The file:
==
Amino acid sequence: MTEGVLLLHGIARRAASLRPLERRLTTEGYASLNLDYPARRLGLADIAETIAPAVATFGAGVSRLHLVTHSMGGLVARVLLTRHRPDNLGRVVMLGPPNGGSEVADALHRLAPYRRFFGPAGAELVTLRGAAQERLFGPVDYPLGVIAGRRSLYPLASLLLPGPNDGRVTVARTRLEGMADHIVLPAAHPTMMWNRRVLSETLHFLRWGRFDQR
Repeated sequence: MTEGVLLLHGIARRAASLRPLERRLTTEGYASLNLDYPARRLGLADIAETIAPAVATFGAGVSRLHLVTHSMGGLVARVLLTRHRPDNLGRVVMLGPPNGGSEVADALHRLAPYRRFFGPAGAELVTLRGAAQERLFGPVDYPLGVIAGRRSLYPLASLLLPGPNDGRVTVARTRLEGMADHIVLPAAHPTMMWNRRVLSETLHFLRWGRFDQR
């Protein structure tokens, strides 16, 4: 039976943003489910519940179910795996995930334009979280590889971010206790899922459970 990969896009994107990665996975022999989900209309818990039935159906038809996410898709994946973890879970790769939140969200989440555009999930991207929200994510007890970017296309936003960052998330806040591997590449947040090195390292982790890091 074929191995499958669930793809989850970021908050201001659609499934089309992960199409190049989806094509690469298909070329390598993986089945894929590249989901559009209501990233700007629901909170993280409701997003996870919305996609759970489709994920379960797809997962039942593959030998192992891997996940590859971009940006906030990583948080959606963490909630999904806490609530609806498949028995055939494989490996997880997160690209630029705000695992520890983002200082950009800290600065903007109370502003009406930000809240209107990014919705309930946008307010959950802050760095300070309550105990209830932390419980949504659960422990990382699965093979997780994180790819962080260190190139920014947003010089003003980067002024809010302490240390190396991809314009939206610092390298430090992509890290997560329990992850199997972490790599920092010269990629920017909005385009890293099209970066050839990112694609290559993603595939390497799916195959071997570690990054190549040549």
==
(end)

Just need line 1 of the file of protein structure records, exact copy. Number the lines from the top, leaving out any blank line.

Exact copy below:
Amino acid sequence: MTEGVLLLHGIARRAASLRPLERRLTTEGYASLNLDYPARRLGLADIAETIAPAVATFGAGVSRLHLVTHSMGGLVARVLLTRHRPDNLGRVVMLGPPNGGSEVADALHRLAPYRRFFGPAGAELVTLRGAAQERLFGPVDYPLGVIAGRRSLYPLASLLLPGPNDGRVTVARTRLEGMADHIVLPAAHPTMMWNRRVLSETLHFLRWGRFDQR